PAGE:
We had to work very slowly up to Cape Brett in a lumpy sea with very little wind. The combination of no wind to fill your sails and the rocking motion of the swells means it's very hard to obtain motion and keep it. We didn't really find a good set-up to get a rumble on - we tried all kinds of set-ups in the course of the day, but we found every time that sailing high, having the pole-forward and keeping the sail strapped in seemed to be the only way we could keep motion on. Some of our competitors seemed to make sailing in these conditions look easy and others looked as out-of-sorts as we were. As luck would have it the wind kept shifting behind us and we were forced to sail all the way across the face of the Bay of Islands at about 3 knots of speed. All the way we had the banging, flapping and rolling motion - which can drive you a bit nuts. (Morale Reading MR = Breaking out the euthanasia kits).
After trying everything to get the boat going to no avail we decided that we should eat and drink. After some rocking filled rolls, pepperoni sticks and a cold beer (we carry some for emergencies like this) everything seemed to be better. (Morale Reading MR = Happy campers).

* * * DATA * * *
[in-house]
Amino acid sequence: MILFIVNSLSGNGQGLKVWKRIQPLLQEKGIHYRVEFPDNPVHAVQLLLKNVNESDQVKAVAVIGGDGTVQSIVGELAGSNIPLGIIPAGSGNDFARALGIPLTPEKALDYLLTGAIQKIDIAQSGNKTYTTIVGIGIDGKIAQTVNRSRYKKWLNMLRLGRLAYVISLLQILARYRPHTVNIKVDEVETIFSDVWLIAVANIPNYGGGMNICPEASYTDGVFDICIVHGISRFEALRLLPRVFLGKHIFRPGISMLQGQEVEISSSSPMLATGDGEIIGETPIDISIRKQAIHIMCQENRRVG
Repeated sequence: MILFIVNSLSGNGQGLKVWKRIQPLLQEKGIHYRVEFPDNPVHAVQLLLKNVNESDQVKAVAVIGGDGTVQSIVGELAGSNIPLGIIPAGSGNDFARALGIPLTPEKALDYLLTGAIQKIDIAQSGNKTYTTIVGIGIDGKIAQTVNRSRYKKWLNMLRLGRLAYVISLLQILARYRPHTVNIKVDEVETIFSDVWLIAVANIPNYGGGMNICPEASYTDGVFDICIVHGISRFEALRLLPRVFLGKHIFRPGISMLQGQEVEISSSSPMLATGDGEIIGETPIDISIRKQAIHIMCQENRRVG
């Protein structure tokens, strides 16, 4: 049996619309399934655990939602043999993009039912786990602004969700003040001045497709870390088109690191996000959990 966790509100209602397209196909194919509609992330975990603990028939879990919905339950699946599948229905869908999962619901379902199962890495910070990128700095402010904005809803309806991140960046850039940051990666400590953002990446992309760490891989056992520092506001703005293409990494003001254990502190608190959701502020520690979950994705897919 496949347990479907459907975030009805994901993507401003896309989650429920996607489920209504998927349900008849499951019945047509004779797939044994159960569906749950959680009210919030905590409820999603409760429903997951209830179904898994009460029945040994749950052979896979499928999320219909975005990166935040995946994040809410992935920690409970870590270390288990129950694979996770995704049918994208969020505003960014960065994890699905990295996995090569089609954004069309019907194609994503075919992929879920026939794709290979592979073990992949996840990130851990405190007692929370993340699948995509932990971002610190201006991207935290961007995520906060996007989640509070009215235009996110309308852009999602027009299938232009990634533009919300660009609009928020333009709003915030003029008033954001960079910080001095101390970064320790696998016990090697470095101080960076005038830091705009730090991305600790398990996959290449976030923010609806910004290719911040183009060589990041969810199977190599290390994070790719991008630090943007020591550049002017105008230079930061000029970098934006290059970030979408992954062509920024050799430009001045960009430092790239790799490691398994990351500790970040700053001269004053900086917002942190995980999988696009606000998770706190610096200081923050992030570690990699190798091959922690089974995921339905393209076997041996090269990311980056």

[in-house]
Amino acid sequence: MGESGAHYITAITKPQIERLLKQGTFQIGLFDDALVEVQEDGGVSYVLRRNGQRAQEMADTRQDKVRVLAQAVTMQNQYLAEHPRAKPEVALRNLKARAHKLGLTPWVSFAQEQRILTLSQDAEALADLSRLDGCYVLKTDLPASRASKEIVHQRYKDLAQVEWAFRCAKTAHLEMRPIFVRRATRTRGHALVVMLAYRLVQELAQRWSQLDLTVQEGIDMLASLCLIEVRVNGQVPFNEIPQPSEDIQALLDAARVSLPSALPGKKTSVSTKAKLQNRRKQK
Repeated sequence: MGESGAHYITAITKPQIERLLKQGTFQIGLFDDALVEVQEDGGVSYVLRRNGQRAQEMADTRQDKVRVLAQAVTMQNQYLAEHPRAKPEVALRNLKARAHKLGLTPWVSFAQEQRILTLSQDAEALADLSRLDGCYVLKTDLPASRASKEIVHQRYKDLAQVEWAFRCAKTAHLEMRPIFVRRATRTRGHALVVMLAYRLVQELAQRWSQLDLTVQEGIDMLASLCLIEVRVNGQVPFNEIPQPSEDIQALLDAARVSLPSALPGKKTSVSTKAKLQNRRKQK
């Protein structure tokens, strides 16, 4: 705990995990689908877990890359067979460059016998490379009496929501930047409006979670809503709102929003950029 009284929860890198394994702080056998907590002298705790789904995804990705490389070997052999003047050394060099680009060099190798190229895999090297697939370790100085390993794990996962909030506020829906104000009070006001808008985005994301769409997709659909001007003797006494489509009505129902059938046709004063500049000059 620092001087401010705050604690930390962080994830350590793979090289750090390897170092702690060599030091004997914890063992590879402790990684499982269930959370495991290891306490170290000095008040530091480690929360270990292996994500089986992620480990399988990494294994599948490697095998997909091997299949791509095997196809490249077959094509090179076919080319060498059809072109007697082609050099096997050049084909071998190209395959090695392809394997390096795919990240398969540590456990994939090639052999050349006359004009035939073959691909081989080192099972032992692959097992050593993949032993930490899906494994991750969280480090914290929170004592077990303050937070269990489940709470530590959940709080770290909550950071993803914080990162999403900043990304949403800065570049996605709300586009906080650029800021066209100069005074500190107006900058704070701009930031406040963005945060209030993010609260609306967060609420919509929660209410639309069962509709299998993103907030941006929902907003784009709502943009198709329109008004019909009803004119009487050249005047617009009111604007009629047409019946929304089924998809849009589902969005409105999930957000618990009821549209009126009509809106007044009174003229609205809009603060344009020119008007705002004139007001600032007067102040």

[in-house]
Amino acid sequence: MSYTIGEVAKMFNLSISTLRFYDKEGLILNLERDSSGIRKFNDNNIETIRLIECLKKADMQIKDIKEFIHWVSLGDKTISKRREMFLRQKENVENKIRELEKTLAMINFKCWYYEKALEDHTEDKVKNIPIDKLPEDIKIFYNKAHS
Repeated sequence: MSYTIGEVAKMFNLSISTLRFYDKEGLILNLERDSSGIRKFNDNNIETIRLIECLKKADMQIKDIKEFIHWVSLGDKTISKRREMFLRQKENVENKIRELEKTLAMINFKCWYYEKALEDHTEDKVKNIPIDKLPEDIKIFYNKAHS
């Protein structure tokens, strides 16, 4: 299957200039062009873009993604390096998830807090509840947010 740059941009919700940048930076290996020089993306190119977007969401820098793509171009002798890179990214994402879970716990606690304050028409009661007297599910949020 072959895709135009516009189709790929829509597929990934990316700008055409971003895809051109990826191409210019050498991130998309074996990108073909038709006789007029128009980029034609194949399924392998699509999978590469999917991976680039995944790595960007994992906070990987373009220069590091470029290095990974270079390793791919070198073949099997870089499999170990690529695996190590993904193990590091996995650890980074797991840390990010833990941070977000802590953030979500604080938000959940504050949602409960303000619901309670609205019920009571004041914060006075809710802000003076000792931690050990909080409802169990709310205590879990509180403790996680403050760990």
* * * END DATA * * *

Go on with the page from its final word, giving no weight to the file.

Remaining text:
As night was approaching we sailed in towards the Cavalli Islands. We could go inside or outside of these. I'd like to say we were very strategic about the decision, but if anything the breeze made up our mind for us as a wind shift made it tough to go around the outside. We rumbled in towards the Cavalli Passage in a little posse of three boats. As we got in there the other two lost their nerve and tried to tack away. We kept going and we quickly got a little break on them. The wind died as we got to the channel but the tide was flowing through and we had the good fortune of being sucked through on a little 'river' of flowing water. With a nice hot meal, a spectacular combination full-moon-rise and a sunset, plus a small gain we felt that we'd got a lucky break. (Morale Reading MR = Confident like we'd just walked out of an Anthony Robins Seminar).
As an evening land-breeze filled in the settled conditions meant we could have some watches and get some decent sleep. We managed to crank it up along the shoreline with our code 0 sail on. When the angles and breeze are right this is a quick set-up and we were really happy to chew up the last few miles. (Morale Reading MR = Stoked and Rested).